The Visible and Hidden Harms of the Elite University Admissions Process

One reaction some people had to my post on elite university admissions in a winner-take-all-society could be easily summarized: So what? Hundreds of thousands of families invest time, energy, hope and resources into attaining a child’s admission to Harvard, Princeton etc., most of them don’t make it, but life is tough, deal with it, nothing to fix here. I don’t agree with that, which is why I proposed a positional arms control agreement among elite universities that would reduce the pressure for adolescents to have a thousand extracurricular activities, SAT training camps, admissions coaches and the like.

The harms that I think do warrant some type of reform are of two types. The first, which is well-discussed by Frank and Cook in their book The Winner-Take-All Society, is mis-allocated resources. Certainly there is no damage done when students strive to improve their odds of elite university admissions by making sure that they become proficient at math and writing. These are investments that will likely pay off no matter what happens to them afterwards. If you become an excellent writer in the hopes of getting into an Ivy League school and you don’t make it, you are still an excellent writer, which will have professional and personal value for you forever.

In contrast, what use is knowledge of how the SAT is designed once you have taken the test? Kaplan is currently charging between $300 and $1300 to prepare students to do well on the SAT and its brethren. Families can spend even more money on an “admissions coach” who will help their child choose the “right” extracurricular activities (many of which also cost money), craft the “perfect” admissions essay and otherwise reveal the tricks of the admissions trade. As with SAT prep courses, virtually none of this has economic value that outlasts the moment when that fearful letter arrives from the elite university’s admissions office.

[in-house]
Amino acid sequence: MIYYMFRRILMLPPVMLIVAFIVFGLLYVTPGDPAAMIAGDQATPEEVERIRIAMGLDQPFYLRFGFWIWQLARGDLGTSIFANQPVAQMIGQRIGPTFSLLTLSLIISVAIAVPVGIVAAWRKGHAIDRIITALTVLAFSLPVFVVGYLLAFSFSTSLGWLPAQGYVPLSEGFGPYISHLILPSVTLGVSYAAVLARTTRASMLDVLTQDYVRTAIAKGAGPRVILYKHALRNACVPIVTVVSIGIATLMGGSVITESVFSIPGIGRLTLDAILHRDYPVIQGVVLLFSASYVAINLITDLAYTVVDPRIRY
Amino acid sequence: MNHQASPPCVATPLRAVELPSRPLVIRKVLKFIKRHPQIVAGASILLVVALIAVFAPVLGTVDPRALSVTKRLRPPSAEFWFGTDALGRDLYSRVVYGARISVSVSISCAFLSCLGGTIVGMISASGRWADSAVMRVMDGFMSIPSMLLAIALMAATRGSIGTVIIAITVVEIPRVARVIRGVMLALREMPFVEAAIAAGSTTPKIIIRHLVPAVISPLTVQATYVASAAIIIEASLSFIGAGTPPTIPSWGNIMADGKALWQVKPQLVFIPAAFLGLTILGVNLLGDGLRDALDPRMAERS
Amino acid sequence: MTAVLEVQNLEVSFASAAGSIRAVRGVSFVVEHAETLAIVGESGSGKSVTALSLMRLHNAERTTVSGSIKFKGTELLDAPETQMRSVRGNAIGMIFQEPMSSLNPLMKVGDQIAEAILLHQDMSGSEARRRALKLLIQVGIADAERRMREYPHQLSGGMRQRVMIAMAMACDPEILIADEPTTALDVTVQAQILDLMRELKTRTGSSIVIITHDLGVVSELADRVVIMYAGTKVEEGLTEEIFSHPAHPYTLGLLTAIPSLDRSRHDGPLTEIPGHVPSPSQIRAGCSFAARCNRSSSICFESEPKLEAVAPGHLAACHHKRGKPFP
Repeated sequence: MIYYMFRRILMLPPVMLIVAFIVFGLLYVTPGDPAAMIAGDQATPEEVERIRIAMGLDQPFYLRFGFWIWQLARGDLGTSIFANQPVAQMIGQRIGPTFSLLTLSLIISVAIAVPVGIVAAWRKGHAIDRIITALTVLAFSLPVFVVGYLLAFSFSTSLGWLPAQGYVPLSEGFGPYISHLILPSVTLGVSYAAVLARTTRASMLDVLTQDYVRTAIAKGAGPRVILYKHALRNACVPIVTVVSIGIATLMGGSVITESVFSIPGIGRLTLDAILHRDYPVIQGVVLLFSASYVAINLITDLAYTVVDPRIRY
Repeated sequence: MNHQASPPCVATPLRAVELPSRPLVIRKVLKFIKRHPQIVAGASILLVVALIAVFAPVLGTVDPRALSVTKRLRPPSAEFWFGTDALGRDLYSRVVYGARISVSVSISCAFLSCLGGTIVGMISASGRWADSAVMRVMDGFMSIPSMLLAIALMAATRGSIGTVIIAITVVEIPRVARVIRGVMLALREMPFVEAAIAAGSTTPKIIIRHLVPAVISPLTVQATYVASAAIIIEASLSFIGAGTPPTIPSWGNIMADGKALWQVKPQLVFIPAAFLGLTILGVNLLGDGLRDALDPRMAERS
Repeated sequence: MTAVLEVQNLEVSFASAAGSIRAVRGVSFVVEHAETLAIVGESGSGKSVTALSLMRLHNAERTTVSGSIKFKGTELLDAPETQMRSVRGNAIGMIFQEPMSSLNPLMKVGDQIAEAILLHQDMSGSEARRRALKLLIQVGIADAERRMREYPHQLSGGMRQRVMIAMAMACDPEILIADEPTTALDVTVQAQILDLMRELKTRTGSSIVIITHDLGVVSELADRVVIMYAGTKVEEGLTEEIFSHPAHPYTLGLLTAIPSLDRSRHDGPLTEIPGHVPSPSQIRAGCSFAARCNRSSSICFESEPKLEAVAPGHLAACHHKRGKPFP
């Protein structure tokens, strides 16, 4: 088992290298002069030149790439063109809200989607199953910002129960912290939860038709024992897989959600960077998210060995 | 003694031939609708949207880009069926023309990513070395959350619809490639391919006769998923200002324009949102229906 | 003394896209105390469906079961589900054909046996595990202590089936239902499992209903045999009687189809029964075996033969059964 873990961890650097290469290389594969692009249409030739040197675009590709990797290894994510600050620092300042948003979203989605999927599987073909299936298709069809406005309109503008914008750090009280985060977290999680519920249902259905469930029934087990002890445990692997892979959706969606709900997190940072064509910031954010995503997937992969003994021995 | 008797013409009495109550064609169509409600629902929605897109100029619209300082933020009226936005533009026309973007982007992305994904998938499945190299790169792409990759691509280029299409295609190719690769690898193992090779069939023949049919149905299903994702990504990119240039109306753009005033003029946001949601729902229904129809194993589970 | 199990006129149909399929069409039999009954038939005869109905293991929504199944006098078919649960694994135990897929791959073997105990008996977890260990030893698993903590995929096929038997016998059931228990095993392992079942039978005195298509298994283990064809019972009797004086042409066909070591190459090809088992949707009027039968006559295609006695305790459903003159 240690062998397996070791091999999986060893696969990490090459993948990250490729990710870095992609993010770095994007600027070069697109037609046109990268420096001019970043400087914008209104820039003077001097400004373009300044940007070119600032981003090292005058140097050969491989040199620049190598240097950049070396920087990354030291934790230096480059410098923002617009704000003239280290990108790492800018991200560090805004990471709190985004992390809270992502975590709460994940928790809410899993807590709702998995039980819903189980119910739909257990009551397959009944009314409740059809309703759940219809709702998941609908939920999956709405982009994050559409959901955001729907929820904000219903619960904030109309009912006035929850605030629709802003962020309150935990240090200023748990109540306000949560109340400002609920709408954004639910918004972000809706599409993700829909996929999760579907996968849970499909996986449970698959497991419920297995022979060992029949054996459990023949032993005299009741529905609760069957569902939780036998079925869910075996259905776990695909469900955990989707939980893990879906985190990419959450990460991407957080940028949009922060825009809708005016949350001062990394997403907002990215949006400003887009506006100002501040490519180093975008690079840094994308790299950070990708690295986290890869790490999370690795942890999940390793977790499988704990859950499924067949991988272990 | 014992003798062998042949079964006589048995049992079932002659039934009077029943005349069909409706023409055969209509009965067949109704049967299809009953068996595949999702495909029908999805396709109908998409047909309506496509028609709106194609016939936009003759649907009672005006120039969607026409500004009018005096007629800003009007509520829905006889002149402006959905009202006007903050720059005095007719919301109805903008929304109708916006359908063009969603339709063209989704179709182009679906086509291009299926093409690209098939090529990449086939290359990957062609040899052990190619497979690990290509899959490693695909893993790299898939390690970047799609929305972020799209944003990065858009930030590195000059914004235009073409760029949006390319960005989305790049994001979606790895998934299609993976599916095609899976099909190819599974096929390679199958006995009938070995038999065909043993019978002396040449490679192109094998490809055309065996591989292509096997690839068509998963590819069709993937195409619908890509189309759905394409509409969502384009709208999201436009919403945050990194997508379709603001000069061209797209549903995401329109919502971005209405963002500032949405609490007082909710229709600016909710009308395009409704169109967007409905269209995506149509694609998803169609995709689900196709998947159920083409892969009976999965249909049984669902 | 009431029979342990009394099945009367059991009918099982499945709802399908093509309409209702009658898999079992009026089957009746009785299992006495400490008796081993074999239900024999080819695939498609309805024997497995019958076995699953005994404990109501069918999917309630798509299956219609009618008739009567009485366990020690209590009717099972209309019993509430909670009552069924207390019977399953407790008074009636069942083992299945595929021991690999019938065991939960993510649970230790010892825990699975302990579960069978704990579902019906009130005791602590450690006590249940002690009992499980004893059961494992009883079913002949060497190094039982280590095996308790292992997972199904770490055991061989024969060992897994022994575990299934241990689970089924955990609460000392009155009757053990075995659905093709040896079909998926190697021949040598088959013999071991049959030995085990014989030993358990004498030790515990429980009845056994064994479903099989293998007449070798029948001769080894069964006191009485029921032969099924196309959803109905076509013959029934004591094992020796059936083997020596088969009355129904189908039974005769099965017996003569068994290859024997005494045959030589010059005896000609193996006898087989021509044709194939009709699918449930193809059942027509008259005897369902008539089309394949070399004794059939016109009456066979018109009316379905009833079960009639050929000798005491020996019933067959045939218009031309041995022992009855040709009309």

Meanwhile, the money required for all these services is a strain for many families, drawing down resources they need for other things. And of course countless families whose children will never get into an elite university (A key feature of winner-take-all markets is that they attract too many participants) will make the investment anyway and have their elite university dream crushed just the same.

These sorts of harms are fairly visible and I think most people can see them. But there is another type of damage I see when I work with elite universities on problems of mental health and substance use among students. Fair warning: I cannot prove with systematic evidence what I am about to describe, so take it as only as one person’s report from the front line.
Continue reading “The Visible and Hidden Harms of the Elite University Admissions Process”

Elite University Admissions in a Winner-Take-All-Society

Megan McArdle is surely correct when she notes how much is expected today of young people who aspire to attend elite universities. Her own experience as a teenager was different: